If You’re Buying a Business or Real Estate, Take Advantage of Due Diligence
What is due diligence?
As an essential element of commercial transactions, due diligence is the process of investigating the target company or real estate prior to completion of the acquisition. For all forms of a business acquisition (or merger), the due diligence process will equip the buyer with additional knowledge, including but not limited to management, operation, financial perspective, structure, existing liabilities and contractual relationships, tax compliance, customer base, employees, and litigation or claims against the business. For real estate transactions, due diligence may include a review of the property’s title history, consideration of current and former uses and impacts resulting from those uses, evaluation of the condition of any improvements, assessment of licenses and permits, and understanding of existing tenants and leases.
Why is due diligence necessary?
At this point, something has sparked your interest in the target business or real estate. Although you have a desire to move forward with the acquisition, you recognize that there could be an issue that you have not yet uncovered. Due diligence will provide you an opportunity, prior to the transfer of ownership, to take a look at the details of the business or real estate.You don’t buy milk without checking the expiration date, so as a buyer you should also take the time and spend some money prior to this purchase to verify that the business or real estate is what the seller claims, and meets your expectations.
When and how should due diligence be completed?
Due diligence may take several different forms depending on the nature of the transaction and the stage of the acquisition. Due diligence can occur informally when a buyer and seller begin discussing a transaction. It is often customary for the parties to enter into a preliminary non-disclosure agreement to protect the confidentiality of the information. The buyer and seller may agree to enter into a letter of intent that outlines the framework of the transaction and the parameters of any due diligence to be conducted prior to the execution of a formal purchase agreement. In the real estate context, a purchase agreement will typically be executed before the commencement of an official due diligence period.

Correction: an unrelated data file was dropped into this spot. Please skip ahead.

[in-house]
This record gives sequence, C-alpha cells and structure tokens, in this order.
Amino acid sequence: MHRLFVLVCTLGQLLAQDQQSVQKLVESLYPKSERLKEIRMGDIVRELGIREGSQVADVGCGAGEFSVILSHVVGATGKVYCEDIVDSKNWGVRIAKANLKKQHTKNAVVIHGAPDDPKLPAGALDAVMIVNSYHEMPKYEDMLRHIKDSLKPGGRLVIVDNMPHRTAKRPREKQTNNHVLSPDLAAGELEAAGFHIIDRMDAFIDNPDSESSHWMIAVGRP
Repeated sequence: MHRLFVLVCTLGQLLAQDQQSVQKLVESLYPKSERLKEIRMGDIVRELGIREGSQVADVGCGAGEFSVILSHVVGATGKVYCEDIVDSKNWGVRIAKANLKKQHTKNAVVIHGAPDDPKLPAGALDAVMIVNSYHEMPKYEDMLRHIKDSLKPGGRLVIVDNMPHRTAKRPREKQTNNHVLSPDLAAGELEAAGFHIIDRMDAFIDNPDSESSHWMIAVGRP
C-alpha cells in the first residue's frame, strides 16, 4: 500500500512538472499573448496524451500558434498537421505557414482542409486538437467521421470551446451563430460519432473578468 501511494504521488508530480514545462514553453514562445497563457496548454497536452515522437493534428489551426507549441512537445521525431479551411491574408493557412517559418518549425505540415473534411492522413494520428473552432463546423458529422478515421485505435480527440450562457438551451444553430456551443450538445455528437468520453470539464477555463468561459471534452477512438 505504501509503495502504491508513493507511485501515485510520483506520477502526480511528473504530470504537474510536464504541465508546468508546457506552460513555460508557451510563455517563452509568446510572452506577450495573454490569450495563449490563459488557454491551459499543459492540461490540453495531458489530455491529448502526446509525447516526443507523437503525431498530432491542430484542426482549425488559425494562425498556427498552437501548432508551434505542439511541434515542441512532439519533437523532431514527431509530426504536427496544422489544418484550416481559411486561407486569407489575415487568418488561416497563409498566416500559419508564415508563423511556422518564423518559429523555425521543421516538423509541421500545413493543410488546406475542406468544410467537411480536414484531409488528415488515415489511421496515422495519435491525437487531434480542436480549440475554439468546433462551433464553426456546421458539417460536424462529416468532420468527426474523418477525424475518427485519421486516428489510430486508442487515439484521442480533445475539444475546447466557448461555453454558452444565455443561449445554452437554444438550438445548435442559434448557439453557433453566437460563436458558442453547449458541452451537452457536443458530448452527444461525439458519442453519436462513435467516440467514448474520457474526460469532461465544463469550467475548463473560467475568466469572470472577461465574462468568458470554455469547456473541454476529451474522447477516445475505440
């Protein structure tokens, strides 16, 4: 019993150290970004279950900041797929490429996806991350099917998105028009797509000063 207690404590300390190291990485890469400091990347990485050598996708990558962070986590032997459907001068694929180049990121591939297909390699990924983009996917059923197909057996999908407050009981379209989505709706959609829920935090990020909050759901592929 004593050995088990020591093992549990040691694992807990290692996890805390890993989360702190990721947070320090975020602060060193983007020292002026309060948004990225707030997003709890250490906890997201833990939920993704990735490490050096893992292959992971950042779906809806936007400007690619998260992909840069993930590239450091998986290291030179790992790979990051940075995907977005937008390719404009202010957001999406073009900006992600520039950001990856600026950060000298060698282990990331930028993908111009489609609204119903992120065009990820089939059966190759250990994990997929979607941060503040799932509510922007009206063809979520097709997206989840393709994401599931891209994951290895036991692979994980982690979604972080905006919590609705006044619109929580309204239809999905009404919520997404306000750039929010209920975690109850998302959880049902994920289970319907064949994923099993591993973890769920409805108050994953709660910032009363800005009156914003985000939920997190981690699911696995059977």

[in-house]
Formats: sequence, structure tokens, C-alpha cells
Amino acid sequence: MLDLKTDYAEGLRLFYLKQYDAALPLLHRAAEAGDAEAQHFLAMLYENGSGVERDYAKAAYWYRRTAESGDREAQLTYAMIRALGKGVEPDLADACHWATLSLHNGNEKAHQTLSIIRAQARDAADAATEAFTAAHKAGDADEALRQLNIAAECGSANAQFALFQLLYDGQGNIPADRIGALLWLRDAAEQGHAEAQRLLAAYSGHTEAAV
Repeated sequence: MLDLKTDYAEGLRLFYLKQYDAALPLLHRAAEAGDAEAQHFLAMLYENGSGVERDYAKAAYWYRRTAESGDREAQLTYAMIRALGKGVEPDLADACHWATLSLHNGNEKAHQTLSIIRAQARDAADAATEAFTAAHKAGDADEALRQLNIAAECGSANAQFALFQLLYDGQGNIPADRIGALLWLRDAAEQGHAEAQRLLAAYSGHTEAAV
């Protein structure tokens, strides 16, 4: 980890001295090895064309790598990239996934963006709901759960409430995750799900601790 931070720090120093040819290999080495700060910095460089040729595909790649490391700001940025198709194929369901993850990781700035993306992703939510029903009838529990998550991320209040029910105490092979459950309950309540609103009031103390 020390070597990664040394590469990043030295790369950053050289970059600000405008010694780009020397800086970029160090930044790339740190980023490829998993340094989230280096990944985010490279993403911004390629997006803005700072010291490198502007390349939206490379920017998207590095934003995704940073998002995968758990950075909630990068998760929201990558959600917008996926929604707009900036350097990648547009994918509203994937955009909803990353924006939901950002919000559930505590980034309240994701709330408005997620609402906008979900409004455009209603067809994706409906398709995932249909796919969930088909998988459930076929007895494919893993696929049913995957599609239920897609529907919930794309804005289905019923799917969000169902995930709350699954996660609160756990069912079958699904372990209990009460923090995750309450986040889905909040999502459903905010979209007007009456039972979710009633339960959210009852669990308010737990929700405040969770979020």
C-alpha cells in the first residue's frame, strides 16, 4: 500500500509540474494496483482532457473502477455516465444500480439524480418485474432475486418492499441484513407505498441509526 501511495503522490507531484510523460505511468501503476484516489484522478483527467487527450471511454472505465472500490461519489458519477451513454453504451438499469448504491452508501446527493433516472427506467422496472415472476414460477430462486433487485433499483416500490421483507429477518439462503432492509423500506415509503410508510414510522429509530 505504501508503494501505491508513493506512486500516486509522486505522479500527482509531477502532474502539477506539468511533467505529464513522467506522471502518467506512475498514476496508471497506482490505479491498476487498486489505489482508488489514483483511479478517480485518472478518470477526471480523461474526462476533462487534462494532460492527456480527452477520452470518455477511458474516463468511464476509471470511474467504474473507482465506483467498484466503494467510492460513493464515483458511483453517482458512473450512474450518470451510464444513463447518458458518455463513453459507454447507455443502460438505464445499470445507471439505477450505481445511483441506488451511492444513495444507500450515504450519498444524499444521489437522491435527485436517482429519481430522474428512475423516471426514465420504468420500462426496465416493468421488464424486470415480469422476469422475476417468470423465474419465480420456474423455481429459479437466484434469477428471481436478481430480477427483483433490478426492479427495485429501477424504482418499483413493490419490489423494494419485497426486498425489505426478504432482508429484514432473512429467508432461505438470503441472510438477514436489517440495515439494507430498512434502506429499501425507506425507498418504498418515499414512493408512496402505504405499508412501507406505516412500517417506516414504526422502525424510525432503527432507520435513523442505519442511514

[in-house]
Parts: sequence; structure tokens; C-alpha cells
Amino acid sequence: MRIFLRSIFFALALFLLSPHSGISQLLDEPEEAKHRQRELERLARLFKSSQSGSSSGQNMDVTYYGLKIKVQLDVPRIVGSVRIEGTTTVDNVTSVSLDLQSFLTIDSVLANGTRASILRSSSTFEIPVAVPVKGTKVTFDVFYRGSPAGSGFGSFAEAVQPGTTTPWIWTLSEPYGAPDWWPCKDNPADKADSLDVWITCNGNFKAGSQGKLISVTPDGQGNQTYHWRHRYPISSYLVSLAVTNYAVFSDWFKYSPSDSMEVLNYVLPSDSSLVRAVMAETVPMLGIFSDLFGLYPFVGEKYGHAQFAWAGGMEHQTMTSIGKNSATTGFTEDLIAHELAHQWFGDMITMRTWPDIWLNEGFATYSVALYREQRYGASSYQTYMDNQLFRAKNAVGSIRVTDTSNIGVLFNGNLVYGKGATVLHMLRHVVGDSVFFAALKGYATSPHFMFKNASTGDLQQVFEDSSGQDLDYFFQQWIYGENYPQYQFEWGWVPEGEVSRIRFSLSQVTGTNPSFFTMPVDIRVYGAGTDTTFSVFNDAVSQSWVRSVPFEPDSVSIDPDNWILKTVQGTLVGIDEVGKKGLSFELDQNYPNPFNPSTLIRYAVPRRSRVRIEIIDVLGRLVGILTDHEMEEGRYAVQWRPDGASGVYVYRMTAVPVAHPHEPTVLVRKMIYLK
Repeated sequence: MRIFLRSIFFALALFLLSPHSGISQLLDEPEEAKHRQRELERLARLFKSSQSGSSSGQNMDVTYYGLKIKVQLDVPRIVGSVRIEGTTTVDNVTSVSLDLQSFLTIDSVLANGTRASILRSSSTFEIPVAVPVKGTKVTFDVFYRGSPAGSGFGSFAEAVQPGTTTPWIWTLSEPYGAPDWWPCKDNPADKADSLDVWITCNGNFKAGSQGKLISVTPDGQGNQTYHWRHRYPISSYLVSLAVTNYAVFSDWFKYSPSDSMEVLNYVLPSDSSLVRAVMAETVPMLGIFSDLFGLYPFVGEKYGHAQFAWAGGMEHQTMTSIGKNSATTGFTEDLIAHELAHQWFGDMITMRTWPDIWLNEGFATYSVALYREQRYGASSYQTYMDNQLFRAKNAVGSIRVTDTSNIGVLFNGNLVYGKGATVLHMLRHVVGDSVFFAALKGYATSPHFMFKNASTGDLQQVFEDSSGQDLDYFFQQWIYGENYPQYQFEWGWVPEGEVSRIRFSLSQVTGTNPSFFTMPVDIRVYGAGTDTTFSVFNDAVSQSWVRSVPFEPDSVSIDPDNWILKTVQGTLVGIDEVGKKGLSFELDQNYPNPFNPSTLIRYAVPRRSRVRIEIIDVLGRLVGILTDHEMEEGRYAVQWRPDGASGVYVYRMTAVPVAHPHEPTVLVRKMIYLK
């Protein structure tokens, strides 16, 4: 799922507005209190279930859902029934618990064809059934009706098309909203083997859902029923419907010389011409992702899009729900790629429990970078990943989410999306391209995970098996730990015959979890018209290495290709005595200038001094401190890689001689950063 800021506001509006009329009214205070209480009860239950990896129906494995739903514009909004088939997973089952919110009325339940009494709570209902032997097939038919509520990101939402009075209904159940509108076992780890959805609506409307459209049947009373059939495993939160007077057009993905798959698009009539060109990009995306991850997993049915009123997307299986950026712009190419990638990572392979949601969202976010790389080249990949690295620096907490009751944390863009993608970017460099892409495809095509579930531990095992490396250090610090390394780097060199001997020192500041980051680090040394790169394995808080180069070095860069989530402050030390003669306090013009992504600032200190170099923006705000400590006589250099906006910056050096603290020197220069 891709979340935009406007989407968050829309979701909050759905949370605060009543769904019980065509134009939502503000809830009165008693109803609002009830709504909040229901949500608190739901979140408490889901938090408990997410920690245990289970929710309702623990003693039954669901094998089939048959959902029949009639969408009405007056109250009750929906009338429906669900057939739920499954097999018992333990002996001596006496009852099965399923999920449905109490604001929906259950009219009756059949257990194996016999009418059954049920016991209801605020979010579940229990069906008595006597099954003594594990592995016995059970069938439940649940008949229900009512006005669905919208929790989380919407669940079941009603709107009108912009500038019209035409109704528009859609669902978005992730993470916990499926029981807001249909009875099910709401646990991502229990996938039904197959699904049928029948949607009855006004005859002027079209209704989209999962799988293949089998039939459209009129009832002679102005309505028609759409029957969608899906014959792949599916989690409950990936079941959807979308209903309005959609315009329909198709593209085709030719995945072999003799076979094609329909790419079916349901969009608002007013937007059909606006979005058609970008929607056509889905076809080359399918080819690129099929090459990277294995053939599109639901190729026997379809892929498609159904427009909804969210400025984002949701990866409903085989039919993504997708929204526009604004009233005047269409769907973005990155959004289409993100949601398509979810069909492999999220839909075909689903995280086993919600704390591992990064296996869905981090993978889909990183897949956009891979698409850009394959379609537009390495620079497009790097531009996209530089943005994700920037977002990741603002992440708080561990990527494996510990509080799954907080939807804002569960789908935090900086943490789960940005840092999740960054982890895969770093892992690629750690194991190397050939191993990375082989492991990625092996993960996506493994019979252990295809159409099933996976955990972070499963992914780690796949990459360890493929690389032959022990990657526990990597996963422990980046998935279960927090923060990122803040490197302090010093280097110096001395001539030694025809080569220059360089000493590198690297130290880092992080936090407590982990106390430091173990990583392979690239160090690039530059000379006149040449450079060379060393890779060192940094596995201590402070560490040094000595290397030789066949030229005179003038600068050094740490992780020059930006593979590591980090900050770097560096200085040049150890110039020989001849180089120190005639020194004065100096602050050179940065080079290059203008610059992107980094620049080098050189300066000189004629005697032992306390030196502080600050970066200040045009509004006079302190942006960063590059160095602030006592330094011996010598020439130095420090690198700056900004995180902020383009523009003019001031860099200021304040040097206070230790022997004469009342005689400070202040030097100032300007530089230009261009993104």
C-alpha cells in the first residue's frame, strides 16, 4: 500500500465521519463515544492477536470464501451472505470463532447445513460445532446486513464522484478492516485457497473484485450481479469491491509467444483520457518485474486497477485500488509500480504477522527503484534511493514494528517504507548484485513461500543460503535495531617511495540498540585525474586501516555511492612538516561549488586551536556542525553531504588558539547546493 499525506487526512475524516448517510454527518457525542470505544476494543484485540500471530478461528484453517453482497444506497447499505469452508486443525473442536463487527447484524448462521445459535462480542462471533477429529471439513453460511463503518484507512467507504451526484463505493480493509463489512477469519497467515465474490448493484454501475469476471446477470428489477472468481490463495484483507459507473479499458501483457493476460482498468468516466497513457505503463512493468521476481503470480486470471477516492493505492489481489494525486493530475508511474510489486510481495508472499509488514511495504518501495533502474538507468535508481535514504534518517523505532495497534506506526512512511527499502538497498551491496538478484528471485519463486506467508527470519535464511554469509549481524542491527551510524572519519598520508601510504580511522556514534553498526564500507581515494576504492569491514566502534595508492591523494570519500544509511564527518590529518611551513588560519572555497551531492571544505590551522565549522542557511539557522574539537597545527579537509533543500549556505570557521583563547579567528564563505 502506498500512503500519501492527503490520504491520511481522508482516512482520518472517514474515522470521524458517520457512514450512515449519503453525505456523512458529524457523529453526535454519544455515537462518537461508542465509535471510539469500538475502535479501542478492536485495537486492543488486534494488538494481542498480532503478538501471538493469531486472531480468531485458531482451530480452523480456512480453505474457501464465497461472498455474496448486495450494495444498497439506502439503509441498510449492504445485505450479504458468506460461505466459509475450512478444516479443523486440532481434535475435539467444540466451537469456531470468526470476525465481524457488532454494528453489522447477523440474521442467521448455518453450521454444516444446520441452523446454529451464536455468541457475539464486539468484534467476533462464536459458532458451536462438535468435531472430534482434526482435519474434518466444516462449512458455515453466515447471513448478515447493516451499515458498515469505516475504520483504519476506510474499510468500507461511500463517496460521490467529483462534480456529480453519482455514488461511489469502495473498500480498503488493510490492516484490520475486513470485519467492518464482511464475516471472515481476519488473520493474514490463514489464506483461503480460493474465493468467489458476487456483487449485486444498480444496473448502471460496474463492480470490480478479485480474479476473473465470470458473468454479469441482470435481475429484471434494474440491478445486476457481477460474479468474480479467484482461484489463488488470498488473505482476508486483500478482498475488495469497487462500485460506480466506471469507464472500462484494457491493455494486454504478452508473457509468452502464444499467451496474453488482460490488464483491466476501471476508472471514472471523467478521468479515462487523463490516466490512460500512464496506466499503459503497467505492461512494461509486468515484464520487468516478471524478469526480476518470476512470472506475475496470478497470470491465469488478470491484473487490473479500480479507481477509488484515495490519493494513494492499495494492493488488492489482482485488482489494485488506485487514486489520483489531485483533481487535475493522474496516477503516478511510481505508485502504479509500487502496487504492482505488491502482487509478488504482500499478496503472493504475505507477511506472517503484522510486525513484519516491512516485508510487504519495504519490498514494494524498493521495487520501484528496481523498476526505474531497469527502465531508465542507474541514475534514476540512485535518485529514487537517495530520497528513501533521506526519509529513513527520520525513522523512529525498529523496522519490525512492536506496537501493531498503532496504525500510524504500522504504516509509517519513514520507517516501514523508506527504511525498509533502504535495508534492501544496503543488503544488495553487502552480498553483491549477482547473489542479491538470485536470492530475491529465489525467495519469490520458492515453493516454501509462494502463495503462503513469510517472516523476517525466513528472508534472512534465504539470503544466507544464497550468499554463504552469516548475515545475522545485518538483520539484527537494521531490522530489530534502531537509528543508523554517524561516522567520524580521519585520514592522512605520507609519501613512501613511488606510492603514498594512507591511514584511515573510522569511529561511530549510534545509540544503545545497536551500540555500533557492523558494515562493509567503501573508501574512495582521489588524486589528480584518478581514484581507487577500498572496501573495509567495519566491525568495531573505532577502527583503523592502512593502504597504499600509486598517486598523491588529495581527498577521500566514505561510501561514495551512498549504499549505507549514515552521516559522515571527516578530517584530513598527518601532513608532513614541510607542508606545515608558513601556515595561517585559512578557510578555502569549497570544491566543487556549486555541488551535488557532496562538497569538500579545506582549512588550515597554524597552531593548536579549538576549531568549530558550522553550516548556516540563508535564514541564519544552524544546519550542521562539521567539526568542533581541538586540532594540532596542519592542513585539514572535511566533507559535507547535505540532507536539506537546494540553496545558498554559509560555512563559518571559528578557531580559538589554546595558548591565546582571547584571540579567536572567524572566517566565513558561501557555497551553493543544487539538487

Due diligence should be completed in a fashion that most easily facilitates the sharing of information but also causes minimal disruption to the seller’s business or property. A checklist can be used as a guide to request specific information from the seller and to track information as it is received and reviewed. For a typical business acquisition, a typical due diligence checklist will include broad topics and categories, such as corporate, financial, management and operations, employee, insurance, real estate/personal property, government regulation, and litigation. Within each topic are specific requests of information. For example, typical requests within the corporate category would include meeting minute books and ownership transfer records, and requests within the financial category would include financial statements, accounts receivable report, financial projections, and sales numbers. A purchaser of real estate may have a shorter list of due diligence items to request and review. A checklist can be customized to fit the structure of the transaction and to ensure that all relevant information will be requested.
As part of the initial discussions, the seller and the buyer should reach an understanding on the scope, duration, and expectations from one another during the due diligence process. Sellers may view the due diligence process as inconvenient and invasive, so a buyer must be realistic in the timing of the requests and the organization of the material provided. Unless a seller has engaged a consultant to position its business or piece of real estate for sale, it is unlikely that all due diligence material will be neatly organized and immediately available to the buyer.
The business lawyers at Gentry Locke are ready to assist you with acquisitions of businesses and real estate. For questions on these issues and other related transactional matters, please feel free to contact Jon Puvak at 540.983.9399, or any of the lawyers in Gentry Locke’s Business and Corporate practice group.